It has been a long while but MUYF is back and just in time for summer! Unfortunately, our other site was hacked and so we have returned to using this one, so come back and check often for updates.
Emy and Kathy
This month, concierge.com has a fresh article outlining the pros and cons of various frequent flier programs available, which can help you sort out your mileage accounts and maximize your savings for free trips. To read the article, click here.
At Money Under Your Futon, we strongly encourage readers to sign up for airline frequent flier programs when traveling. They are free, and can potentially prove useful even to the very occasional traveler, since, in most of the US-based airlines’ programs, miles do not expire as long as there is an activity in the account. And even if they do, you are no less worse off than if you hadn’t signed up in the first place.
In a previous post, we provided an introduction to frequent flier programs, summarizing how they work and their benefits. But with each airline running its own program, deciding for which one to sign up can be daunting. A previous concierge.com article we covered offered some tips to get the most out of your miles. With this one, you can get more guidance on choosing the right frequent flier program for your travel habits and goals.
Entering online sweepstakes may sometimes seem like a waste of time, particularly in those that run for days or even months and only select one grand prize winner. But sometimes your entry can get you some interesting coupons as well.
Banana Republic and Virgin America have partnered in a promotion called “Land the Look,” and, by entering the sweepstakes, you not only try your luck in getting a round trip Virgin America flight, a hotel stay, and Banana Republic gift cards, but you also get two coupons delivered into your inbox. The first is a 20% off coupon for any full-priced item at Banana Republic stores, and the second, which can be quite valuable depending on where you fly, is a coupon for 10% off your next Virgin America ticket (promo code 54054109). Both coupons are valid only until the end of this month (March 31, 2010) and the latter applies to trips taken until June 9, 2010 (with blackout dates between May 28 and 31, 2010).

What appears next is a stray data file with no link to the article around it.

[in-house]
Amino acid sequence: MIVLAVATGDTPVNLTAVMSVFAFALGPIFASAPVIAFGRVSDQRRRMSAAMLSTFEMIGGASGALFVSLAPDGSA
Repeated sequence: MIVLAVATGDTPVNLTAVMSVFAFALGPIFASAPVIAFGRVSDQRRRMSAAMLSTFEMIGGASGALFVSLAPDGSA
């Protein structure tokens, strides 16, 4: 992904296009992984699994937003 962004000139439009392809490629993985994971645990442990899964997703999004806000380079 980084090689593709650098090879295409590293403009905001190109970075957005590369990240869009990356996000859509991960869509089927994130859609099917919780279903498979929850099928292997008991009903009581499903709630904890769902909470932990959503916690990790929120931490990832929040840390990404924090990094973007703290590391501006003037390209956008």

Other sweepstakes frequently come with deals as well. Entries to contests tied to magazines often give access to discounted subscription rates, which could be interesting if for a magazine you usually read or to which you already subscribe anyway, and sweepstakes run by manufacturers sometimes have a coupon as their final landing page.
If you are looking for coupons, searching online for codes is a first step. But entering related sweepstakes could be a useful second. And you never know – your resourceful entry could turn out to be lucky one too!
This week, The Washington Post’s Ylan Q. Mui started an interesting debate in the Small Change blog on the differences between frugality and cheapness. Here is our response, which was featured in her second post on the topic:
Frugality is taking simple measures to save money, while cheapness involves going through great lengths to save a little bit of money, often at the expense of others. In the former category I would include using coupons and exercising restraint and not buying things that aren’t necessary.
Cheapness, on the other hand, describes actions like under-tipping under the assumption that others in the group will put in more money when the total amount falls short without noticing that it was your fault, or figuring that the waiter won’t notice until you’ve left the restaurant; unpeeling onions and picking grapes out of the stem in the grocery store so that you don’t pay for the peel or the stem (how much money can you really save doing that?! Does it really add up?); and arguing with your roommate that the monthly water bill should be pro-rated because he had a friend over for a night who presumably used water. None of these examples are hypothetical, by the way – I have actually met people who have done at least one of these things.
What do you think of this definition? Where do you draw the line between being frugal and being cheap?